Major Changes with New Family Law Act – Division of Property

Family Law

Family law in BC has changed. The new Family Law Act received royal assent on November 24, 2011 and came into force March 18, 2013. The new Act has completely replaced the existing Family Relations Act. The change is not in name alone though. There are some substantive changes in the law that have come with the new Act.

If you are going through a separation or divorce or even considering living common law or getting married, it is essential that you obtain legal advice to find out how the change in the law could affect your rights and obligations moving forward.

One area of the law which has undergone a particularly radical transformation is matrimonial property division.

Under the old law, which remains in place for married couples who filed court pleadings prior to March 18, 2013, when a married couple separate, each spouse is entitled to a one half interest in all family assets. A “family asset” is most commonly property owned by one or both spouses that is ordinarily used for a family purpose. It also can include business assets that a spouse has directly or indirectly contributed to or an asset that is controlled by a spouse but not technically owned by that spouse. Where a standard division of family property would result in an “unfair” division of property given the length of the marriage or other relevant factors, the court will often make an exception and reapportion the property in favour of the appropriate spouse.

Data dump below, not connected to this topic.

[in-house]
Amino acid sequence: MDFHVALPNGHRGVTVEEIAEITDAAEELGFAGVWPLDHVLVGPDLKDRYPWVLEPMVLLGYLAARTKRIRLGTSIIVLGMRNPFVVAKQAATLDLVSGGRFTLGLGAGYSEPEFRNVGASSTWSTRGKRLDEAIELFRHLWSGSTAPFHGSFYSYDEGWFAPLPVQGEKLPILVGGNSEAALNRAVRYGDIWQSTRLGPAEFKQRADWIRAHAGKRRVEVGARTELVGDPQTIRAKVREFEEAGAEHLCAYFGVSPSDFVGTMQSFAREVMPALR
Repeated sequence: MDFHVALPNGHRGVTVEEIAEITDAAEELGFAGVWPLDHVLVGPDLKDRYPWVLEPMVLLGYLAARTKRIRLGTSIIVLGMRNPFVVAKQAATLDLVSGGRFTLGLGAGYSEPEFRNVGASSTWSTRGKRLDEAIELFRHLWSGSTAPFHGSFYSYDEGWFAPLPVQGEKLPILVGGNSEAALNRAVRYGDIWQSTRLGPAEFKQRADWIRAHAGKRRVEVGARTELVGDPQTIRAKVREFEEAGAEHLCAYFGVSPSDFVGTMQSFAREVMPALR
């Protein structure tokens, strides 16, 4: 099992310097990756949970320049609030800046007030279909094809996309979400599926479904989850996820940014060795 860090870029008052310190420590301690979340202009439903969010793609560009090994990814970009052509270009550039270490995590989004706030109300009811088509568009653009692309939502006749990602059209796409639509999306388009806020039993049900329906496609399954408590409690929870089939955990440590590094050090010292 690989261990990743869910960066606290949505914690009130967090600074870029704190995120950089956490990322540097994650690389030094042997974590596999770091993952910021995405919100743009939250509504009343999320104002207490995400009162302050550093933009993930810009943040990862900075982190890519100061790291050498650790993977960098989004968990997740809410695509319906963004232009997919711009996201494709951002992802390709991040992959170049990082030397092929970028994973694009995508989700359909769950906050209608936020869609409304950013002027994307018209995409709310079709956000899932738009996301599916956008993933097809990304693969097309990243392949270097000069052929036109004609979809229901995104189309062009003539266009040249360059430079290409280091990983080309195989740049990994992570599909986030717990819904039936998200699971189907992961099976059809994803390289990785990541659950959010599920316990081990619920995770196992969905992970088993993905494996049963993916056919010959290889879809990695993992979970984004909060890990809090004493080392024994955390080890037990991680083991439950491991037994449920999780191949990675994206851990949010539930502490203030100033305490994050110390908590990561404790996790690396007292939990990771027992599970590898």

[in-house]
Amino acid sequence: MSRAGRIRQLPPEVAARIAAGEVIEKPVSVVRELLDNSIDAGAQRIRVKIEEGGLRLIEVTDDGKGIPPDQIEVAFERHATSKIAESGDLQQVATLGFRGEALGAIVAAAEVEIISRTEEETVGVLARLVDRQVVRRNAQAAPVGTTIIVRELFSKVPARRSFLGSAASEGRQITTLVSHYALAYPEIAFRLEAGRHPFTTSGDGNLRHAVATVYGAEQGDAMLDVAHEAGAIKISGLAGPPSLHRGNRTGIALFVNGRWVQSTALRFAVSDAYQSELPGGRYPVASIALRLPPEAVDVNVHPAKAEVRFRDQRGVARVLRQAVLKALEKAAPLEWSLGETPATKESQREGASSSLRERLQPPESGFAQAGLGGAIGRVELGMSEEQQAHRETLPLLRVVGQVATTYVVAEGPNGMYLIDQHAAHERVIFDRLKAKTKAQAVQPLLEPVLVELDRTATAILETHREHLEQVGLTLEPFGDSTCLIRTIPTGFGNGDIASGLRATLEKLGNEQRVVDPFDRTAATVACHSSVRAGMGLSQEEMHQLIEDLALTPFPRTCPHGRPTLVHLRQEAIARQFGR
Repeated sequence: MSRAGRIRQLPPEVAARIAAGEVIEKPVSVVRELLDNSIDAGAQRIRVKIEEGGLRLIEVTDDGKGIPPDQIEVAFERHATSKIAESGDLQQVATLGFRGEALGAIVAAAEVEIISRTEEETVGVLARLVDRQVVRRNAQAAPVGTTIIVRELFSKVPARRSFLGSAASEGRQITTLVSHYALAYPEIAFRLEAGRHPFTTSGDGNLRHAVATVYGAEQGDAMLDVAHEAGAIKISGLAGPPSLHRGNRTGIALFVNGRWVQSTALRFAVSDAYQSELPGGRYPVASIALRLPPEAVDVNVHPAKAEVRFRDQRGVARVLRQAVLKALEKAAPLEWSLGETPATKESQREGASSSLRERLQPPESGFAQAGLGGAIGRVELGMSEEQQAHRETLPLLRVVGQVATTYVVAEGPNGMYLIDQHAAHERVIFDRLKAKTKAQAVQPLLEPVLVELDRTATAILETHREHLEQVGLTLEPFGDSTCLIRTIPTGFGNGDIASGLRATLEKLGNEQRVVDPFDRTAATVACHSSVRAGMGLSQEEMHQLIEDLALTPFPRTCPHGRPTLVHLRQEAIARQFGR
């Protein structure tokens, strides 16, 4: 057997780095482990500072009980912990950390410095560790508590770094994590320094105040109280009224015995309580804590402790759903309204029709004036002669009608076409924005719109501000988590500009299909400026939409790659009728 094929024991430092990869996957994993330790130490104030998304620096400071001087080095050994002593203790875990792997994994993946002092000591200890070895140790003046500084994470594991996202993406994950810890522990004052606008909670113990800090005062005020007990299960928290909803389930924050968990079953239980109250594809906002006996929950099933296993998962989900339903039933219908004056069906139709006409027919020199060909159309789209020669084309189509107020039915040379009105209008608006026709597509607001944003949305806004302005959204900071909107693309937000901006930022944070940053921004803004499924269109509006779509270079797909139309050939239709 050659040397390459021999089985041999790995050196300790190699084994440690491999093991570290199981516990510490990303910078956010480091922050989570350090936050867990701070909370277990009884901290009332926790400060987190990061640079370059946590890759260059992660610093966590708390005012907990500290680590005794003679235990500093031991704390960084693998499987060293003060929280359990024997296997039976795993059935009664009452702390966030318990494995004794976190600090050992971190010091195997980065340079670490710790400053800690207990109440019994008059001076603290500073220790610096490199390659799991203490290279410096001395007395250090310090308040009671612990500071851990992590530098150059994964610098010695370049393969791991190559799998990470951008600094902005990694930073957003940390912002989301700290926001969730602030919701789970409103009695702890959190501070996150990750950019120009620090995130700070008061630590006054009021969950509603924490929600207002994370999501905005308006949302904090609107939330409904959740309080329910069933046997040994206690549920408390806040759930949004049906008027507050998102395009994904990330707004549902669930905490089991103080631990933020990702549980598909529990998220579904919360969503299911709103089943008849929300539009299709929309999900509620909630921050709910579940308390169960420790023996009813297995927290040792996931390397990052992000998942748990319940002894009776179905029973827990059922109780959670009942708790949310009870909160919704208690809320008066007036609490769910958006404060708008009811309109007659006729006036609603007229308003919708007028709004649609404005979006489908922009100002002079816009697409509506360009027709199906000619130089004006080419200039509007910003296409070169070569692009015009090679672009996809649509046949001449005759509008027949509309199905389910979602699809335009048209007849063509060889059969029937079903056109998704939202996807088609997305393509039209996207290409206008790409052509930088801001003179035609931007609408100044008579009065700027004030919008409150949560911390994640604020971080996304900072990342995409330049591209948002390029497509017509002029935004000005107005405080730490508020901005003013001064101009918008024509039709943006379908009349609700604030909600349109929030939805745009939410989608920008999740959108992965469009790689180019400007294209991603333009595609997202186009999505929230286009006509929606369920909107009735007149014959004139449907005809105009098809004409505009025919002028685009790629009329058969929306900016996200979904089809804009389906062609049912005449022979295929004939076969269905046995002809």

Under the new Act, the way that family property is determined and divided will be quite different. Courts will no longer have to decide whether a certain piece of property was “ordinarily used for a family purpose”. Rather, any property owned by one or both spouses will be considered to be family property, subject to equal division between the spouses. There will, however, be a number of classes of property that will be excluded from division.